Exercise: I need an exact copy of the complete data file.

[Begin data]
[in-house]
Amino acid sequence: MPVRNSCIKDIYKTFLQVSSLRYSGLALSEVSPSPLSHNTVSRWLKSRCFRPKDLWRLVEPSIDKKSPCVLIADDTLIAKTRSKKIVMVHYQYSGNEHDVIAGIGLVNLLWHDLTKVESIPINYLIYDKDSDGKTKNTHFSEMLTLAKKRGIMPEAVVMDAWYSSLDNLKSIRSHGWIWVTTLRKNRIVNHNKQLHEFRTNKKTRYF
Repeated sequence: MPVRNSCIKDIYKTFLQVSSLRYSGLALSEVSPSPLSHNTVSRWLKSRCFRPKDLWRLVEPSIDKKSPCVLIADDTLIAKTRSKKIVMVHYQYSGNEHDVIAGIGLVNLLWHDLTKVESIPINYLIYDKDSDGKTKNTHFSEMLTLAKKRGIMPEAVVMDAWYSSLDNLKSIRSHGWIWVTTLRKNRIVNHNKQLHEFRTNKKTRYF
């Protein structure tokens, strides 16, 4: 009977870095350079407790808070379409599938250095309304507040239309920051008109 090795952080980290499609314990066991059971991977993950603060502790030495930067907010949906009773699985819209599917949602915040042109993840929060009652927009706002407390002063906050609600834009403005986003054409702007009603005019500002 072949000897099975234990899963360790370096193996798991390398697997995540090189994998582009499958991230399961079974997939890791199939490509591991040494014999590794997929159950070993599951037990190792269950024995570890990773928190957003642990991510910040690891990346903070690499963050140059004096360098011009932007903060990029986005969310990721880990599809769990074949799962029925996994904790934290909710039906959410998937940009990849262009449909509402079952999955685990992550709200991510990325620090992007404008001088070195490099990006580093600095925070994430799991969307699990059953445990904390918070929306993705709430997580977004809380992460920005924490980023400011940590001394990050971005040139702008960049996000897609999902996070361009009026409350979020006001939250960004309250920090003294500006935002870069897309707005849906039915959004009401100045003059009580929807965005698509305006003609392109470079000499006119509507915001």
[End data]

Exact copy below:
[in-house]
Amino acid sequence: MPVRNSCIKDIYKTFLQVSSLRYSGLALSEVSPSPLSHNTVSRWLKSRCFRPKDLWRLVEPSIDKKSPCVLIADDTLIAKTRSKKIVMVHYQYSGNEHDVIAGIGLVNLLWHDLTKVESIPINYLIYDKDSDGKTKNTHFSEMLTLAKKRGIMPEAVVMDAWYSSLDNLKSIRSHGWIWVTTLRKNRIVNHNKQLHEFRTNKKTRYF
Repeated sequence: MPVRNSCIKDIYKTFLQVSSLRYSGLALSEVSPSPLSHNTVSRWLKSRCFRPKDLWRLVEPSIDKKSPCVLIADDTLIAKTRSKKIVMVHYQYSGNEHDVIAGIGLVNLLWHDLTKVESIPINYLIYDKDSDGKTKNTHFSEMLTLAKKRGIMPEAVVMDAWYSSLDNLKSIRSHGWIWVTTLRKNRIVNHNKQLHEFRTNKKTRYF
């Protein structure tokens, strides 16, 4: 009977870095350079407790808070379409599938250095309304507040239309920051008109 090795952080980290499609314990066991059971991977993950603060502790030495930067907010949906009773699985819209599917949602915040042109993840929060009652927009706002407390002063906050609600834009403005986003054409702007009603005019500002 072949000897099975234990899963360790370096193996798991390398697997995540090189994998582009499958991230399961079974997939890791199939490509591991040494014999590794997929159950070993599951037990190792269950024995570890990773928190957003642990991510910040690891990346903070690499963050140059004096360098011009932007903060990029986005969310990721880990599809769990074949799962029925996994904790934290909710039906959410998937940009990849262009449909509402079952999955685990992550709200991510990325620090992007404008001088070195490099990006580093600095925070994430799991969307699990059953445990904390918070929306993705709430997580977004809380992460920005924490980023400011940590001394990050971005040139702008960049996000897609999902996070361009009026409350979020006001939250960004309250920090003294500006935002870069897309707005849906039915959004009401100045003059009580929807965005698509305006003609392109470079000499006119509507915001």